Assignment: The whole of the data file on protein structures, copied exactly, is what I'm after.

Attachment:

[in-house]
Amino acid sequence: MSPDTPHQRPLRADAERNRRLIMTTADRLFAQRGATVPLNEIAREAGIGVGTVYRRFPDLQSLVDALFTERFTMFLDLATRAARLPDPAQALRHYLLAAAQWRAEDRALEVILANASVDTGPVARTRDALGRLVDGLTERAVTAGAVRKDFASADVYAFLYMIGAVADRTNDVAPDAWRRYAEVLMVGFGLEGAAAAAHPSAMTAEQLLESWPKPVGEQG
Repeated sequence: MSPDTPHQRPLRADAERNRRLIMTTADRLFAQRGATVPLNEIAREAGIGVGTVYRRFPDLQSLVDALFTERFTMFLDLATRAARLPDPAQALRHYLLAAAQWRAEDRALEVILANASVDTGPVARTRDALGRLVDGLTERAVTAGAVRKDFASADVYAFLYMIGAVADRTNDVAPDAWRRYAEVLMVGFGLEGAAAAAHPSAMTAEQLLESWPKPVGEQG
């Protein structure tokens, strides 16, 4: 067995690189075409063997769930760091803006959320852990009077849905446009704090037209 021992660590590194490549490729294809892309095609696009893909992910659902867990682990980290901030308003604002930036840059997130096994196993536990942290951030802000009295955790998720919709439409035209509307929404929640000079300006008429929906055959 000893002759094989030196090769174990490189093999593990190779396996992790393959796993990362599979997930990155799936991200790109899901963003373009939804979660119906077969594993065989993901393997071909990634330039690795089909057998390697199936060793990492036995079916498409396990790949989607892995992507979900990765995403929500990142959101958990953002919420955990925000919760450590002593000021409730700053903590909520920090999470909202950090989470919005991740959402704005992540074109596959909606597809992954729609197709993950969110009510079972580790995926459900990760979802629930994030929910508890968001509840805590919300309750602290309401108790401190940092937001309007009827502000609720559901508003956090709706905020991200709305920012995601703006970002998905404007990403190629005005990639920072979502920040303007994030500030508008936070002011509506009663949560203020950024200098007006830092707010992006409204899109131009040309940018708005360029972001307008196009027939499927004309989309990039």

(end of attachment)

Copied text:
[in-house]
Amino acid sequence: MSPDTPHQRPLRADAERNRRLIMTTADRLFAQRGATVPLNEIAREAGIGVGTVYRRFPDLQSLVDALFTERFTMFLDLATRAARLPDPAQALRHYLLAAAQWRAEDRALEVILANASVDTGPVARTRDALGRLVDGLTERAVTAGAVRKDFASADVYAFLYMIGAVADRTNDVAPDAWRRYAEVLMVGFGLEGAAAAAHPSAMTAEQLLESWPKPVGEQG
Repeated sequence: MSPDTPHQRPLRADAERNRRLIMTTADRLFAQRGATVPLNEIAREAGIGVGTVYRRFPDLQSLVDALFTERFTMFLDLATRAARLPDPAQALRHYLLAAAQWRAEDRALEVILANASVDTGPVARTRDALGRLVDGLTERAVTAGAVRKDFASADVYAFLYMIGAVADRTNDVAPDAWRRYAEVLMVGFGLEGAAAAAHPSAMTAEQLLESWPKPVGEQG
């Protein structure tokens, strides 16, 4: 067995690189075409063997769930760091803006959320852990009077849905446009704090037209 021992660590590194490549490729294809892309095609696009893909992910659902867990682990980290901030308003604002930036840059997130096994196993536990942290951030802000009295955790998720919709439409035209509307929404929640000079300006008429929906055959 000893002759094989030196090769174990490189093999593990190779396996992790393959796993990362599979997930990155799936991200790109899901963003373009939804979660119906077969594993065989993901393997071909990634330039690795089909057998390697199936060793990492036995079916498409396990790949989607892995992507979900990765995403929500990142959101958990953002919420955990925000919760450590002593000021409730700053903590909520920090999470909202950090989470919005991740959402704005992540074109596959909606597809992954729609197709993950969110009510079972580790995926459900990760979802629930994030929910508890968001509840805590919300309750602290309401108790401190940092937001309007009827502000609720559901508003956090709706905020991200709305920012995601703006970002998905404007990403190629005005990639920072979502920040303007994030500030508008936070002011509506009663949560203020950024200098007006830092707010992006409204899109131009040309940018708005360029972001307008196009027939499927004309989309990039």